A recent statement by the Intergovernmental Panel on Climate Change (IPCC) (March 2021) has made it clear that efforts to create a carbon neutral economy by the mid-21st Century are ‘not on track’ and that countries which have signed up to climate accords must ‘re-double’ their efforts.

As agreed at the 2015 Paris COP21 meeting, countries publish Nationally Determined Contributions (NDCs) which set out their ambitions and plans to reduce carbon emissions. However, at present, these commitments indicate that by 2030 there will only be a very small reduction in total emissions – less than 1% – compared to the 2010 benchmark.

The IPCC asserted that by 2030 emissions would need to be reduced by 45% compared to 2010 if temperature rises were not to exceed 1.5°C by the end of the century (SR1.5) and net-zero achieved by 2050. To limit global warming to below 2°C (SR2), CO2 emissions would need to decrease by about 25% from the 2010 level by 2030 and reach net zero by around 2070.

Very clearly there will have to be the rapid implementation of ‘green’ policies and a structural change in economic growth if there is to be any chance of reaching these goals, especially difficult given the impact of Covid 19.

The transport and logistics industry will have a major role to play if governments are to meet these net-zero carbon commitments. According to the Smart Freight Centre, transport accounts for 23% of global energy-related CO2 emissions and, of this figure, freight accounts for 42% (i.e. 9% of total emissions). However, the sector has an almost complete dependence on fossil-fuels, a situation which, in the words of Kuehne Logistics University’s Professor Alan McKinnon, is ‘hard-to-abate’. Following the disruption to the world’s economy in 2020 due to Covid, freight CO2 fell by 28% – but this fall is likely to be reversed in 2021 and may even accelerate due to the boom in e-retail last mile deliveries.

If the freight industry is to reduce its carbon intensity to meet corporate and government commitments, it will have to adopt the so-called ‘avoid-shift-improve’ strategy as outlined in Professor McKinnon’s book, ‘Decarbonizing Logistics’:

  • This part of the strategy involves the reduction of underlying volumes by restructuring supply chains. This could involve reducing their dependence on international transport through steps such as near-sourcing, localization of suppliers or decentralisation of inventory. It would also require industry to adopt elements of ‘circularity’ such as the shared economy, 3D printing and miniaturization of products.
  • Moving freight from carbon intensive modes such as road to rail or short sea shipping. The problem with this approach is that, even if alternative modes are available or appropriate for shippers, they will need to considerably reduce their own carbon emissions through the greater adoption of clean energy. There are high levels of variation throughout the world in terms of their use of renewable sources of energy.
  • There are three elements to this approach:
    • improve capacity utilization through, inter alia, a reduction of empty running, increased load factors and better routing by using new digital technologies.
    • improve energy efficiency through the use of automation, telematics, driver training, fuel economy standards, lightweighting aircraft, slow steaming etc
    • reduce carbon intensity by using alternative fuels such as Battery Electric, hydrogen, methanol etc.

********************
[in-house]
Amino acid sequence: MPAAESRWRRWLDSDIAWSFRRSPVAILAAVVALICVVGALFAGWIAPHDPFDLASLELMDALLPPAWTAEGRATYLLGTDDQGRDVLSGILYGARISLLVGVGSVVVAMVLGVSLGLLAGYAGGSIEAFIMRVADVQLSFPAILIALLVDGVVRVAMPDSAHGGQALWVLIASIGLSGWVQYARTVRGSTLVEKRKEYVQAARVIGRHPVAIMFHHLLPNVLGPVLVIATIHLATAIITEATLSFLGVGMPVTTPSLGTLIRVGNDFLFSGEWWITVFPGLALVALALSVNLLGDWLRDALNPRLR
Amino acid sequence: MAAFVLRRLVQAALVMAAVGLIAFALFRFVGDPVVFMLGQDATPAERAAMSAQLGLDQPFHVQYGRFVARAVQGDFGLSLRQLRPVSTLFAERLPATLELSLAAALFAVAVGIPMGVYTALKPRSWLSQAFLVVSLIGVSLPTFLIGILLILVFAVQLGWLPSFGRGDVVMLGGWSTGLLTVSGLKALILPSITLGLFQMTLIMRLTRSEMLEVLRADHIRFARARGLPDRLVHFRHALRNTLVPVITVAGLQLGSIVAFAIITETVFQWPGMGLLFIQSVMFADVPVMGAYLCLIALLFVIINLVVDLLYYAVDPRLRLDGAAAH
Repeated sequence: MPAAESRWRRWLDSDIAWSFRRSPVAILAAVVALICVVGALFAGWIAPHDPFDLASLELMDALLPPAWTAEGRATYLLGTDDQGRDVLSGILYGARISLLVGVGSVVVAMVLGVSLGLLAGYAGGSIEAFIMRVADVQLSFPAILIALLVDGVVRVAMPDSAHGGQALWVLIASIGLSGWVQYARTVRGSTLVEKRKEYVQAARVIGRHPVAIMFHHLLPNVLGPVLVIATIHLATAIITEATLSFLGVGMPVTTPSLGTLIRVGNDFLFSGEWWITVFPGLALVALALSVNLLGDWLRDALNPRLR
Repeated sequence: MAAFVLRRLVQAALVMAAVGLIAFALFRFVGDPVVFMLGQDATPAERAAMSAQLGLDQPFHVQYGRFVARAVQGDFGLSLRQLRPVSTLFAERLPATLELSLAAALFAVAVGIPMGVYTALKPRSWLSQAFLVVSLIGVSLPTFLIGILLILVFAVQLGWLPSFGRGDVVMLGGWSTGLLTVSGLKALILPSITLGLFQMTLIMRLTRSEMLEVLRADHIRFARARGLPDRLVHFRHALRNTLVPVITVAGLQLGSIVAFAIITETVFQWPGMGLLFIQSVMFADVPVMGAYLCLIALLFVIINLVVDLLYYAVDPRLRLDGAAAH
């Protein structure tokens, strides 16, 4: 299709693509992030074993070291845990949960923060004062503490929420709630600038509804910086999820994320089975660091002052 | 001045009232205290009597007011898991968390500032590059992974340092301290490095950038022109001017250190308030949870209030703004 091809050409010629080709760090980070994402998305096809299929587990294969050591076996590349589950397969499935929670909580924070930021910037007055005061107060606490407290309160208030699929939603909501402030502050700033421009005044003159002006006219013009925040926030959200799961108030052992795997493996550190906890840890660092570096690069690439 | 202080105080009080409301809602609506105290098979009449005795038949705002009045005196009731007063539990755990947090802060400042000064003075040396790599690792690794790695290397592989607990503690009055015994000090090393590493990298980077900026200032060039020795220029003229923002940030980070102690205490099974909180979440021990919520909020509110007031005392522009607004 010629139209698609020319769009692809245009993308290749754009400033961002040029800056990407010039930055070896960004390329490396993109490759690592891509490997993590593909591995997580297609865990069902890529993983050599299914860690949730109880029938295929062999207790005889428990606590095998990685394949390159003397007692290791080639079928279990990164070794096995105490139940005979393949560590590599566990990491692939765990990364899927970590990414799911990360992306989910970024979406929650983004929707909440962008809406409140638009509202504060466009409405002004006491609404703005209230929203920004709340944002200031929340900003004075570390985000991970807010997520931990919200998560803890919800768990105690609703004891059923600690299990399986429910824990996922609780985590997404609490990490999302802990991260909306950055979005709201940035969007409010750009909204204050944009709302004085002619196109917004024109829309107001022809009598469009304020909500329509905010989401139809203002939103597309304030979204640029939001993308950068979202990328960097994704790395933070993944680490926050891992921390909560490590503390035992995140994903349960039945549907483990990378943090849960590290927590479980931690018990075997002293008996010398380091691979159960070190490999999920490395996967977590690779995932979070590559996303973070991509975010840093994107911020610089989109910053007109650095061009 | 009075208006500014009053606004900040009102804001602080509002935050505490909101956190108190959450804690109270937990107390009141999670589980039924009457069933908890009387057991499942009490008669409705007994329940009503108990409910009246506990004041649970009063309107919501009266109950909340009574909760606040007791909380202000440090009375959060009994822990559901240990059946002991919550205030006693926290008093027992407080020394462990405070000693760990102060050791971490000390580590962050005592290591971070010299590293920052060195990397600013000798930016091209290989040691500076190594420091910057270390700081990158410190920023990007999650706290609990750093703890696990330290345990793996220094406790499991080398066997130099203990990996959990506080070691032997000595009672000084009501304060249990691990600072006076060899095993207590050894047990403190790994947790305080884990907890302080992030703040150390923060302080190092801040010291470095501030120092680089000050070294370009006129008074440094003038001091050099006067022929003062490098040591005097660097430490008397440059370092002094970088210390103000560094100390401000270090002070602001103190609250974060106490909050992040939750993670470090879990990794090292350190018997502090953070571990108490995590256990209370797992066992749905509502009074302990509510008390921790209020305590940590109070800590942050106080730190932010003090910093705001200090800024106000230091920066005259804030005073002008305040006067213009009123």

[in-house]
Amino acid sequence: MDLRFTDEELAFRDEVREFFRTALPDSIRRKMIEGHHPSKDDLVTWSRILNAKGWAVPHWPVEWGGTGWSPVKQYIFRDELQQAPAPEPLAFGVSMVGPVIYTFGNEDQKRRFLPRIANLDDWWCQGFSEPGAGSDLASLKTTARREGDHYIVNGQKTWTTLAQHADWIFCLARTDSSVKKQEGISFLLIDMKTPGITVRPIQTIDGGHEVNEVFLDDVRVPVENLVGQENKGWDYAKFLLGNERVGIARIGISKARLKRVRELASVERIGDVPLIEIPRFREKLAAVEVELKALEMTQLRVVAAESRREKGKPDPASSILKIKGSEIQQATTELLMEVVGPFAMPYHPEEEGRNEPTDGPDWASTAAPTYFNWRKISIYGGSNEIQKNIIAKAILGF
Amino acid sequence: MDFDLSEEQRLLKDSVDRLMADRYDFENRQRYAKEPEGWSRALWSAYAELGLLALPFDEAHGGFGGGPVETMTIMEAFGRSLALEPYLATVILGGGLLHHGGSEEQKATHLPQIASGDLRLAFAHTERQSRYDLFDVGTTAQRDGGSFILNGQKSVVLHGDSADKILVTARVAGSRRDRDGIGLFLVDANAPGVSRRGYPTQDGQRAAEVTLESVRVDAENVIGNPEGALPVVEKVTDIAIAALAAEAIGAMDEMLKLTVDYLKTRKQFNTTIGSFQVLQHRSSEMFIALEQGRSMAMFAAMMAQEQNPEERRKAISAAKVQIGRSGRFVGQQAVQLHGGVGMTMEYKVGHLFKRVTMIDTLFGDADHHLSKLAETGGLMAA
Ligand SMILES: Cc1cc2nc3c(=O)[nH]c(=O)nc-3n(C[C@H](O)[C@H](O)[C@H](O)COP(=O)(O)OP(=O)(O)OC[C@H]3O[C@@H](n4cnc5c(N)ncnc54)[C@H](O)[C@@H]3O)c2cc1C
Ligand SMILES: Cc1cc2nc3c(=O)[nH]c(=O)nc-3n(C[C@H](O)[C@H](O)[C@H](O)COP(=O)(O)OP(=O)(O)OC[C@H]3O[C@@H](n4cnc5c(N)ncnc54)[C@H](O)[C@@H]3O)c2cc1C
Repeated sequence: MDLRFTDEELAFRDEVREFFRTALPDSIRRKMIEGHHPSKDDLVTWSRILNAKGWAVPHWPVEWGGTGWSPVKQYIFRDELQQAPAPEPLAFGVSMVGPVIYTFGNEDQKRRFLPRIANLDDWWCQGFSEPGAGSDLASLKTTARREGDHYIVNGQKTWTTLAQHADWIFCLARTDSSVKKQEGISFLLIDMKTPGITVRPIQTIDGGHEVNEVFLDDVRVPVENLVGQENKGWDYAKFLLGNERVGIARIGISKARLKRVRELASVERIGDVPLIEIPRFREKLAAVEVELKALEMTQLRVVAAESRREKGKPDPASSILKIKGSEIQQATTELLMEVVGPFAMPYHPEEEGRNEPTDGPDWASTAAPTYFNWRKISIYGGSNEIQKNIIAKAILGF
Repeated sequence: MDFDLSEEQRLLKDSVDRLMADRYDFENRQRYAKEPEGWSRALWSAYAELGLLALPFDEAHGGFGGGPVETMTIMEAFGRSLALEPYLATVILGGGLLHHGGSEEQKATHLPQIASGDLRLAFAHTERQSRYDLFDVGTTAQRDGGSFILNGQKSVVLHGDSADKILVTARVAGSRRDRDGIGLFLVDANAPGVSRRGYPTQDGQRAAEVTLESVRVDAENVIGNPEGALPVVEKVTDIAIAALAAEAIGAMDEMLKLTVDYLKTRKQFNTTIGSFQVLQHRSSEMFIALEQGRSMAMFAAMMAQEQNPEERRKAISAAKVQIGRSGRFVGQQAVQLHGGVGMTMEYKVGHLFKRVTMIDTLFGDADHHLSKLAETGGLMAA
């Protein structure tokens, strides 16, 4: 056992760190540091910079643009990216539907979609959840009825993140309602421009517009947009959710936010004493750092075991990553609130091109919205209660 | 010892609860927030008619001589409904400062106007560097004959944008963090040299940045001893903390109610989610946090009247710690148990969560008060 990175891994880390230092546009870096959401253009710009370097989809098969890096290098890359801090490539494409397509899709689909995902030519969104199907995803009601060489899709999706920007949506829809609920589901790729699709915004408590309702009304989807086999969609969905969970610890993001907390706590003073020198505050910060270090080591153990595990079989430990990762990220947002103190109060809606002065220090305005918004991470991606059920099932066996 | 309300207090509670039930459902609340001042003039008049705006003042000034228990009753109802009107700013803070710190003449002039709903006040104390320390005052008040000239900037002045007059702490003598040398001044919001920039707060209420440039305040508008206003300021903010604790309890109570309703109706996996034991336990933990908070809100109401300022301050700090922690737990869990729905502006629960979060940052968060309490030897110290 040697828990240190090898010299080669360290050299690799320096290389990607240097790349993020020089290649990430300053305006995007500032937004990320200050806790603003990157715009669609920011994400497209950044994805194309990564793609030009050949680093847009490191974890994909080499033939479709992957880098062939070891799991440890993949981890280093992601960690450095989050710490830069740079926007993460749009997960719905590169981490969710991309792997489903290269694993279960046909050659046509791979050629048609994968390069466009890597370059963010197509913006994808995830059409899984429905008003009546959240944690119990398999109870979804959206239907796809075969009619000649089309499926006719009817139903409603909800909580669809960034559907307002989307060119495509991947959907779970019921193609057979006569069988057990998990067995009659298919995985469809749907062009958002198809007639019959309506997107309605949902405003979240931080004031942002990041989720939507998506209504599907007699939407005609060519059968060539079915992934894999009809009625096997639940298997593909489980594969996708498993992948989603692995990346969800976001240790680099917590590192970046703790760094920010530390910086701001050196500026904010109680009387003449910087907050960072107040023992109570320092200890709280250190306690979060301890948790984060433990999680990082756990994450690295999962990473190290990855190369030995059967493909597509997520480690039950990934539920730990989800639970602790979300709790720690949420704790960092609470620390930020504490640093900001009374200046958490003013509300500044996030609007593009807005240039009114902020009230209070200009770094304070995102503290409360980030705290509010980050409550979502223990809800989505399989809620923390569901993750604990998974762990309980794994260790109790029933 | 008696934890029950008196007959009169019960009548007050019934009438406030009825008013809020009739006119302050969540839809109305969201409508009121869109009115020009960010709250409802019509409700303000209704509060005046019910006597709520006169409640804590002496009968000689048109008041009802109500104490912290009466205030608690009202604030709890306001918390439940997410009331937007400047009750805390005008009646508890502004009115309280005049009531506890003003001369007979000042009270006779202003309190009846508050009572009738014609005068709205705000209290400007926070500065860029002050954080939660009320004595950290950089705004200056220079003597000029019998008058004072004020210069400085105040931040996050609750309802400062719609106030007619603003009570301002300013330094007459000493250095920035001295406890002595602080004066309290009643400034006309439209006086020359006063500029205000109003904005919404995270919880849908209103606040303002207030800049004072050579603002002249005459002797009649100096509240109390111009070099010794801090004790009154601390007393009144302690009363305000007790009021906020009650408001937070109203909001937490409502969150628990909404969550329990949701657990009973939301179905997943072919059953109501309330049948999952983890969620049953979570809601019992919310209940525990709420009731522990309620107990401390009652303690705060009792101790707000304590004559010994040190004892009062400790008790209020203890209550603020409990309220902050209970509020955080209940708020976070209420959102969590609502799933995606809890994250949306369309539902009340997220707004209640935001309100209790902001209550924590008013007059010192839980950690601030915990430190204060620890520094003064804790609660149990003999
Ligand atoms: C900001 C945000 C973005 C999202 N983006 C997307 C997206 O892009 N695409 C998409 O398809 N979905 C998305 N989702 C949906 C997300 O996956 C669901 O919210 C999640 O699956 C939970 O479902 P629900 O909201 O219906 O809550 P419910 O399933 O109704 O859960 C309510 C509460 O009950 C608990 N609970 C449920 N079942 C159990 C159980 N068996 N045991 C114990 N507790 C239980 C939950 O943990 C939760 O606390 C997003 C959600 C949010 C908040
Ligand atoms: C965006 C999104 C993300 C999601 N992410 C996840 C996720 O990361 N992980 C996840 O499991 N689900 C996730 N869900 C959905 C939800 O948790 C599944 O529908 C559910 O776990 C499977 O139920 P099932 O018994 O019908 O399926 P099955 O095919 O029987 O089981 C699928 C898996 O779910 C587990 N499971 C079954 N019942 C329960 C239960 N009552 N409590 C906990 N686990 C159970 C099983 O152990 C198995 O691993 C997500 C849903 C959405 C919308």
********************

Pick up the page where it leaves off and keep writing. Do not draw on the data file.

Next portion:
Unfortunately, in terms of the adoption of alternative fuels in the road freight sector, none of the existing options can rival the all-round utility of diesel. On top of this, comprehensive re-fuelling/re-charging networks do not exist and in any case, many alternative fuels cannot yet be generated by using clean energy. Then there is the problem of adoption throughout the industry. The typical life span of a truck can be 10-15 years, which means that even if the sale of new diesel trucks is banned in, say 2035, many could still be operating in 2050.

The problem for governments is that if they are to meet their targets, the peak in carbon emissions needs to occur sooner rather than later. According to Professor McKinnon, a peak in 2035 means that there would be 28% more accumulated CO2 emissions in the atmosphere than if that peak had occurred in 2025.

So, can the targets be achieved? It is fair to say that governments seem to be ‘betting the house’ on the development of new technologies, especially alternative fuels, and although industry is working at a frenetic pace to bring a range of new green technologies to market, it is still very unclear which will win out. A deadline for phasing out diesel and hybrids may even be counterproductive as manufacturers will inevitably reduce their investment in developing more efficient fossil fuel-based engines.

It seems evident that relying on the ‘shifting’ and ‘improving’ elements of decarbonization to meet the goals will be a considerable stretch and this places more emphasis on ‘avoidance’, requiring action by industry, government and consumers.

These issues affect not only the freight transport industry – all other sectors of the economy are wrestling with the same challenges. To meet the emissions targets, there will need to be significant behavioural change by consumers such as critical mass take up of electric vehicles and move to electric heating. Combining the policies of generating economic growth and employment, whilst reducing carbon emissions will be a considerable – if not impossible – challenge.

Source: Transport Intelligence, March 11, 2021

Author: John Manners-Bell

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